DUI Checkpoints are placed in locations based on collision statistics and frequency of DUI arrests affording the greatest opportunity for achieving drunk and drugged driving deterrence. Locations are chosen with safety considerations for the officers and the public.

Drivers caught driving impaired can expect the impact of a DUI arrest to include jail time, fines, fees, DUI classes, other expenses that can exceed $10,000 not to mention the embarrassment when friends and family find out.

Funding for this checkpoint is provided to the Tustin Police Department by a grant from the California Office of Traffic Safety, through the National Highway Traffic Safety Administration, reminding everyone to ‘Report Drunk Drivers – Call 9-1-1’.

 

Keeping the Status Quo

Dullsville-Snooze Alert-

It is going to be  a pretty boring election season in the city of Tustin this year. Either everyone in Tustin is too busy to worry about the political bent of the city council (they are all Republicans) or they are happy with the way things are going. Face it, it has been a slow two years around Our Town Tustin, ever since Boss Tweed Amante left. John Nielsen has settled down and become less interested in city politics. Our old friend Chuck Puckett has returned to the dais along with newbie Alan Bernstein whom we hope will learn eventually to look up from his notes once in awhile (wing it, Alan).

It is hard to believe that four years have gone by since Mayor Al Murray and Councilwoman Beckie Gomez were first elected. Both came to the dais under the ominous shadow of Jerry “Boss Tweed” Amante, who held a firm grip on the city, issuing edicts and offering regular rants against his detractors. The Liberal OC often referred to him as “Il Duce” both on and off the record. And, Amante never got it. He hated the residents of Tustin (where he resides), hated the women he was forced to share the dais with and loved his dogs. When Jerry was around, there was always something to write about. When he left…. well, things got a bit more boring.

That, of course, has been good for Tustin. After Amante’s departure, the city council was able to clear their collective head and get down to the mundane business of running the city. And, except for the occasional powerplay by City Manager Jeff Parker or Community Development Director Elizabeth Binsack, the city has run pretty smoothly on their watch. About the only real issue over the past four years is the epitomal collapse of the old town area when a CUP was granted to the boys at Wilcox Manor to run a convention center wedding venue. That controversy (assisted by yours truly) outlined what is wrong when politicians who have a direct benefit from a business, help that same business to make money at the expense of others’ privacy and well-being.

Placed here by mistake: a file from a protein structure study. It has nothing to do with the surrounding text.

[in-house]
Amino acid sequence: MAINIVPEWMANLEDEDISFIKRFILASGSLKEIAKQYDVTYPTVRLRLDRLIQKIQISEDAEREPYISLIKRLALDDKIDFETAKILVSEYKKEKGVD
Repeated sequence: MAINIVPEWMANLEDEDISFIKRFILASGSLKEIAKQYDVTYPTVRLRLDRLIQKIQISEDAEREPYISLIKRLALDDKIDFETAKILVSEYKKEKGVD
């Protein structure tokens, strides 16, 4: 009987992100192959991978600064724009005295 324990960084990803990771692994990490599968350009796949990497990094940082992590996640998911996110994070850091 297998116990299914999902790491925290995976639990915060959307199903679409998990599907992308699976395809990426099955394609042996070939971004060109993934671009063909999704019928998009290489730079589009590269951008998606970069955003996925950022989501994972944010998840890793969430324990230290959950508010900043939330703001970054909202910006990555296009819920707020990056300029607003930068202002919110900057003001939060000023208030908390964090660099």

All this leads us to the latest news from the city. As I said in the beginning, either no one cares or no one knows. Al Murray and Beckie are the only ones to file nomination papers for Tustin City Council. As such, they will run unopposed, meaning you can save yourself a trip to the polls unless the other issues we’ll bring up over the next few months matter to you.

Regardless of my criticism, I have always liked Al and Beckie. Al is a retired police captain from Irvine and his most pressing decision since he has been in office is where to have coffee (usually Keane’s, usualy with cops). That’s not to say he can’t make a decision. He just hasn’t had to since he has been in office. Originally an Amante yes man, Murray has a great quality of getting along with just about everyone, admirer and detractor alike. And, he is pretty darn good at calming a collective angry crowd. And when the stuff hit the fan, during one of the most infamous crime sprees to hit Orange County, he was the man every mayor wished they could be in time of crisis.

It has been my pleasure to know Beckie Gomez over the past few years. A closet Republican, she has shown a willingness to work with everyone on the council (including Jerry) even though the council has consistently refused to give her any of the cherished paid board or committee positions. Little did they know Gomez is quite happy with her Library Board appointment. Gomez has demonstrated that she is interested in the welfare of Tustin chiefly as a place to live and secondly as a place to do business. During Amante’s frequent rants, she proved to be a calming influence even when Nielsen and Palmer were also ganging up on their nemesis, Deborah Gavello. If she did not always back Gavello’s play, it was because she had a direction of her own to follow.

So, what will the future bring to Tustin? Perhaps, over the next two years, more mediocrity. Barring an infield play by Arte Moreno or the collapse of the pending cemetery deal at the Great Park, the MCAS property is all but disposed of. I am sure there will be controversy over the fate of the blimp hangars to jazz things up a bit. As the city is showing its age, perhaps it’s about time the city council took the Old Town Tustin bit out of Elizabeth Binsack’s mouth (before she finds a way to bulldoze it completely) and take a good hard look at revitalizing the downtown area. Both Fullerton and Old Town Orange have experienced a renaissance with myriad antique shops and second hand resellers replaced with chic restaurants and venues that draw a diverse crowd. Downtown Tustin’s time has come and, without the past controversy to impede them, this city council could make a lasting mark on the place we all love.

One rumor in the wind: Will John Nielsen, who has had his share of personal and public controversy while in office, choose to resign during his term as we have heard he may? That would open some interesting avenues, and some of those have the Amante smell.